There are non-linear equations that can be used to model most things more accurately.
When you start with the fundamental equations describing the ideal non-linear capacitor, such as the ones listed above, you can then add various things like noise, hysteresis, non-linear resistance, non-linear inductance, RF characteristics, etc. Each addition gives you more accuracy but also requires more input parameters to describe those characteristics.
My guess as to why the curves are different is the non-linear capacitor includes some of these effects. Most likely the noise and inductive effects as these are more commonly modeled.
Also, the measurement of these introduces errors. There are quantization errors in the ADC, loading effects due to the probes, etc. RF effects being picked up, etc. The list goes on and on. The main thing to get out of is actually that the graphs are pretty close. The main differences seem to be "noise". In 99.9% of all electronics, you'll be ok making the assumption that capacitors are ideal/linear(within the SOR).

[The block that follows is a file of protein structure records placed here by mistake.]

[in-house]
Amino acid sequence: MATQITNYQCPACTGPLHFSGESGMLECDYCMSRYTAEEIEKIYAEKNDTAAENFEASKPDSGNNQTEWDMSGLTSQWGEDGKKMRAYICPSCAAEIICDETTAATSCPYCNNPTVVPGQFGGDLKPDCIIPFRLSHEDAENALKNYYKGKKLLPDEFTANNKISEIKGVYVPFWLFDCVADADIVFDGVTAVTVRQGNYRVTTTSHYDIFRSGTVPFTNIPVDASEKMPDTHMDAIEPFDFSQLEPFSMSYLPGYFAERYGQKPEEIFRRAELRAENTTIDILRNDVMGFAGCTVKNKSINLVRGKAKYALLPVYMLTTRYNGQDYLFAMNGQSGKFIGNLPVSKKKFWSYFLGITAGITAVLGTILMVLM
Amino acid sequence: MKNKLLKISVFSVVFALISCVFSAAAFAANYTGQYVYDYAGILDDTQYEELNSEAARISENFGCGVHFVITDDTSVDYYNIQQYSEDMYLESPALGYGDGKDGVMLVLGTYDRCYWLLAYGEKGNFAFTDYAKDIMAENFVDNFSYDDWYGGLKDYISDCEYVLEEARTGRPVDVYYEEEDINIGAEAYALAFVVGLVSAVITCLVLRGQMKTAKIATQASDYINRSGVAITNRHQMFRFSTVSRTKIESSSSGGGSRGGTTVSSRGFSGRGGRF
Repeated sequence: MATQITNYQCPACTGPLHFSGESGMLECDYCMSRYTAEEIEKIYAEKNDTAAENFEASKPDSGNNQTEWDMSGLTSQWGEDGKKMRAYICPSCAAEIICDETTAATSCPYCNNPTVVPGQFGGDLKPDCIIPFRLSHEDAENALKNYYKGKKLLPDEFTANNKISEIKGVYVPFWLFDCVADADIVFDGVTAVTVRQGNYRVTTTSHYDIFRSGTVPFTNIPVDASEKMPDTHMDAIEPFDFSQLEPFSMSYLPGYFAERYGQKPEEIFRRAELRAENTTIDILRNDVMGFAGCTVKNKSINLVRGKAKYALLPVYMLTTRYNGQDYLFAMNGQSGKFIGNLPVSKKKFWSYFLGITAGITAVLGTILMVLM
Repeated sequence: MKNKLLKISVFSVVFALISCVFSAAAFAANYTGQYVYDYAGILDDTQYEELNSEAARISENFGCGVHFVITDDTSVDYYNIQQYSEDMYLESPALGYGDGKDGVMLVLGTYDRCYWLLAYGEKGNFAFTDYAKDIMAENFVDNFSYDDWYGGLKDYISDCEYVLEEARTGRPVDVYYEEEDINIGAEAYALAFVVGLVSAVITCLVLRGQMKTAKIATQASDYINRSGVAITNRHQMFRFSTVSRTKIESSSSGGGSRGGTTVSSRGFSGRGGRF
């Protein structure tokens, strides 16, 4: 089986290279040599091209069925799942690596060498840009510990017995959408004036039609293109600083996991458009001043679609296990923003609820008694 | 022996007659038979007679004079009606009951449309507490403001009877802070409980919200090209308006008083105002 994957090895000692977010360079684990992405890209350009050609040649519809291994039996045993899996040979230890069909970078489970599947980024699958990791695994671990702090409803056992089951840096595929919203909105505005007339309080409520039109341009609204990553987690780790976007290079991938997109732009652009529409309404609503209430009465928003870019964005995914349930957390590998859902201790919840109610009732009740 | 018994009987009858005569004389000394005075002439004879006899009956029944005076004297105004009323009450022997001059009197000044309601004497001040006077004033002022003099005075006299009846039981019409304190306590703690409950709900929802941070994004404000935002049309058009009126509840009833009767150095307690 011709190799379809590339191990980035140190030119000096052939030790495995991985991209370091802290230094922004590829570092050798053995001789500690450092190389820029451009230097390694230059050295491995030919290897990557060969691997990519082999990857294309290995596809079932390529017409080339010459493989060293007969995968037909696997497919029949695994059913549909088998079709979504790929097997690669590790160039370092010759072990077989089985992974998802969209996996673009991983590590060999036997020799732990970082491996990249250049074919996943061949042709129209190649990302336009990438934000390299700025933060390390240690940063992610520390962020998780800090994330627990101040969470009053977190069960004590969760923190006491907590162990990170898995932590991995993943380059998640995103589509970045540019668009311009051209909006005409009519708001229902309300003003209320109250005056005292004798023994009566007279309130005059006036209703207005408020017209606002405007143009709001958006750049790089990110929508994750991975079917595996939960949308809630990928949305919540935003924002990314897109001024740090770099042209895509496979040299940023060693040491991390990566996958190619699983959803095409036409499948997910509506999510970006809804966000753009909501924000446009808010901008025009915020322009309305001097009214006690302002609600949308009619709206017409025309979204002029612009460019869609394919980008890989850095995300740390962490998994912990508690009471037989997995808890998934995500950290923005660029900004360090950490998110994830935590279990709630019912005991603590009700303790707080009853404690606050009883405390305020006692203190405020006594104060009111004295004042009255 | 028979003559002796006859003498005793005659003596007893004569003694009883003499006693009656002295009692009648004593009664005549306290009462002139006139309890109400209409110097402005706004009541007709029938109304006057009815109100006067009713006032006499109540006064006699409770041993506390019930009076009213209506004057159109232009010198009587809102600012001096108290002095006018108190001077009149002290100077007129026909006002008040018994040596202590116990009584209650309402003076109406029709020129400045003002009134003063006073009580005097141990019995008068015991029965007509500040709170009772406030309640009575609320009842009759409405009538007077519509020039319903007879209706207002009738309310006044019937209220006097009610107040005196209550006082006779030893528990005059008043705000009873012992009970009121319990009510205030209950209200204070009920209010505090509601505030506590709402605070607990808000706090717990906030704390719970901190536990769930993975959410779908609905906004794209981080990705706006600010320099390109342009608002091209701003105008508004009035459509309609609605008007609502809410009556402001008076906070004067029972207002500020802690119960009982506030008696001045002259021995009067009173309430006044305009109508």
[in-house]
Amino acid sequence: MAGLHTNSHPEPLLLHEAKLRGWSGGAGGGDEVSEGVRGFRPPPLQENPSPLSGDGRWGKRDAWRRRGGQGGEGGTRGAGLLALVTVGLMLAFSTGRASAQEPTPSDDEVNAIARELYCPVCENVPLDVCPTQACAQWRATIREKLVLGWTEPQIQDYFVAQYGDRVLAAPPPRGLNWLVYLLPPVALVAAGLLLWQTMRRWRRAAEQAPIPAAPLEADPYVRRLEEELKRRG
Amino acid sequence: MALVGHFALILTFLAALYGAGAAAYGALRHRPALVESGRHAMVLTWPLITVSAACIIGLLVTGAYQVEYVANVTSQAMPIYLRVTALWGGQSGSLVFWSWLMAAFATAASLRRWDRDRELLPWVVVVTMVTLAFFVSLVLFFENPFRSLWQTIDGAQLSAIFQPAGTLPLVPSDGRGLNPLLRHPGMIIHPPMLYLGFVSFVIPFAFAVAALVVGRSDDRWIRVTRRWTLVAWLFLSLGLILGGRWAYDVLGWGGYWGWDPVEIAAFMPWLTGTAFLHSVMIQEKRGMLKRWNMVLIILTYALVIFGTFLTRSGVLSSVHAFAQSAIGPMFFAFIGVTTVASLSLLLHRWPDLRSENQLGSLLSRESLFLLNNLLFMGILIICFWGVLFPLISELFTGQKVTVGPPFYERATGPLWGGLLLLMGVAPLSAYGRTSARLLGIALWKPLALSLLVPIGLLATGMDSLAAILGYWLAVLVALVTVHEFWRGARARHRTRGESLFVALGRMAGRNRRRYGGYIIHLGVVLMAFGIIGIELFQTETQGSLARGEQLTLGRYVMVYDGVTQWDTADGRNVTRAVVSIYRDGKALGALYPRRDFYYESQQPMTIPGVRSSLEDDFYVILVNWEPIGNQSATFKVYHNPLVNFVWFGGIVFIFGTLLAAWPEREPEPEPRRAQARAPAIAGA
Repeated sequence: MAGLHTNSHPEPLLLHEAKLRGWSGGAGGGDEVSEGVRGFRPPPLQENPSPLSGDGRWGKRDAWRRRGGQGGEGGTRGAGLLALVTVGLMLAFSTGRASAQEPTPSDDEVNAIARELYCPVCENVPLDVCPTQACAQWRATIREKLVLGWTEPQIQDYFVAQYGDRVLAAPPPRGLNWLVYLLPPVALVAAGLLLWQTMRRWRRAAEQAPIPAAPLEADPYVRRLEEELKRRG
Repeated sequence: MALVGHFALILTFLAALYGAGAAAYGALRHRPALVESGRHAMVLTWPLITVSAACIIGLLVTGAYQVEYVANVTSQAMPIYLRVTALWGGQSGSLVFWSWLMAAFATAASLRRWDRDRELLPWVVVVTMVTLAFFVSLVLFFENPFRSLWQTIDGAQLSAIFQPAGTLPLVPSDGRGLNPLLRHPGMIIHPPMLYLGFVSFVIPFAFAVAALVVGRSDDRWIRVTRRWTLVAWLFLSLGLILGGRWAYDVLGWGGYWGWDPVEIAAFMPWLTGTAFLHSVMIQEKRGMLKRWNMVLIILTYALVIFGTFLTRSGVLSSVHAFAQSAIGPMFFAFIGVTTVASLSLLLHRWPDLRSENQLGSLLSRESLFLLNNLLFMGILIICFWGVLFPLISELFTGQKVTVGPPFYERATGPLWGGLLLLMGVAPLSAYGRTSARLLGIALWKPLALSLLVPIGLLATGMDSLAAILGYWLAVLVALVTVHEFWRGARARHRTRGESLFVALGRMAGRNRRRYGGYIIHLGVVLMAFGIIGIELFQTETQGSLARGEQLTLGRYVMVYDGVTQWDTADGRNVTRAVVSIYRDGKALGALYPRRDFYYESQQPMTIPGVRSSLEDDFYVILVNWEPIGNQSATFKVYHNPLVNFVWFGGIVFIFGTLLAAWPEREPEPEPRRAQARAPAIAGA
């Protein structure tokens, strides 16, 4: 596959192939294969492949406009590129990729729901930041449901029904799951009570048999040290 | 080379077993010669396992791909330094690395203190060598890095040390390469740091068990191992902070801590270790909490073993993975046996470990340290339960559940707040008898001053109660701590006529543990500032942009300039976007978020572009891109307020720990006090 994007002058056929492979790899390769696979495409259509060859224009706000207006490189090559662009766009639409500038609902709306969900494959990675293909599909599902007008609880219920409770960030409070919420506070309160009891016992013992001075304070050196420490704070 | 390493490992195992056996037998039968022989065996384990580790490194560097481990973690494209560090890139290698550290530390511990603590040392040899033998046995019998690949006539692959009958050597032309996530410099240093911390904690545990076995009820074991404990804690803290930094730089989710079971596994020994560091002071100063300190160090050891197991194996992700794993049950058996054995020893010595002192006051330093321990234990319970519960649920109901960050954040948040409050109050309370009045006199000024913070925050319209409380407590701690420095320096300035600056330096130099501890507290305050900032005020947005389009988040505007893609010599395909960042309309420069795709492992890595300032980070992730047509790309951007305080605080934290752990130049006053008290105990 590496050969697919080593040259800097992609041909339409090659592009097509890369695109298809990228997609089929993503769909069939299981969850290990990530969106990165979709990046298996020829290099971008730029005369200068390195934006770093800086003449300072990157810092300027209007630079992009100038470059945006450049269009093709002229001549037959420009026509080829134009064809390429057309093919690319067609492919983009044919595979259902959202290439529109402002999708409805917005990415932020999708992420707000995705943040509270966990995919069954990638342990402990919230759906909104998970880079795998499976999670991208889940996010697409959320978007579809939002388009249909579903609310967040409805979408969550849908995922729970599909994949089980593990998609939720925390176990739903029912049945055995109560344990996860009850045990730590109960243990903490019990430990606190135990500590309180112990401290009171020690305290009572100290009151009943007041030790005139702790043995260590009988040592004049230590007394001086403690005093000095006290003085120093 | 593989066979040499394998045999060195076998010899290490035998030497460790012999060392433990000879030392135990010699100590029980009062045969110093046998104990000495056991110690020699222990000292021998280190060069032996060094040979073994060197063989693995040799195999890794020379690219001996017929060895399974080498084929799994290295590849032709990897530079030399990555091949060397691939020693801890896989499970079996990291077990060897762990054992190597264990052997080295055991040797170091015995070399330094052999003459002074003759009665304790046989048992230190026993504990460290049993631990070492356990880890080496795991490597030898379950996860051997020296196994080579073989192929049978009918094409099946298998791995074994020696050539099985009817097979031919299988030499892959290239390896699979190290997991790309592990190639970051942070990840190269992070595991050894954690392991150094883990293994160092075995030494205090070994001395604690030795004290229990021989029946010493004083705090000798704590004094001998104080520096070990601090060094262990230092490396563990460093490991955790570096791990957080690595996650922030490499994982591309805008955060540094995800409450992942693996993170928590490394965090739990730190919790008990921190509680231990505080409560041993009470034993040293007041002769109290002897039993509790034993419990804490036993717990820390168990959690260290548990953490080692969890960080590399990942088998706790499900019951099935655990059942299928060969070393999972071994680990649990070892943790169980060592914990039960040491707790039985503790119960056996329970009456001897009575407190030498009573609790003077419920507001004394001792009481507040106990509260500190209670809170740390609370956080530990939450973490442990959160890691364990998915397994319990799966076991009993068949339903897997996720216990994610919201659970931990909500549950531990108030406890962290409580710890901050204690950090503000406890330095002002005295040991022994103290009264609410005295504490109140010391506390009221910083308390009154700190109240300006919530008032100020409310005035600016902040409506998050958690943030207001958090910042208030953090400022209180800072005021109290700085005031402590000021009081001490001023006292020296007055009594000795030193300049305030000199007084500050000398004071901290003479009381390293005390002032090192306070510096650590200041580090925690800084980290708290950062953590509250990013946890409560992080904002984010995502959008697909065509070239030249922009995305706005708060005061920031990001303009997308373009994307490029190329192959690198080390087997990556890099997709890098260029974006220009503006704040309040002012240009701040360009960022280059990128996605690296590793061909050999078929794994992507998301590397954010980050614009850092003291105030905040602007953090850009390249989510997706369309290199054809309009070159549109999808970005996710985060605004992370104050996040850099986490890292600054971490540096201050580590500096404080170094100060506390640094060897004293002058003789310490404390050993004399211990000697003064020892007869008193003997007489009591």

I would point out that these non-linear effects are generally not required and not desirable to model. 1. They slow down analysis significantly and are not always stable. 2. They don't add much to the precision of the analysis. 3. Actual components are more variable so one never will be completely accurate. 4. Most components function quite close to the linear model but vastly different to the non-linear model. (e.g., because of noise, no two components ever function exactly the same)
5. Measurement of actual components require using real measurement devices. These devices are also inaccurate so they add to the inaccuracies. The linear model and some of the non-linear models are derived from first principles(math + physics) and hence are "true" and can be relied on.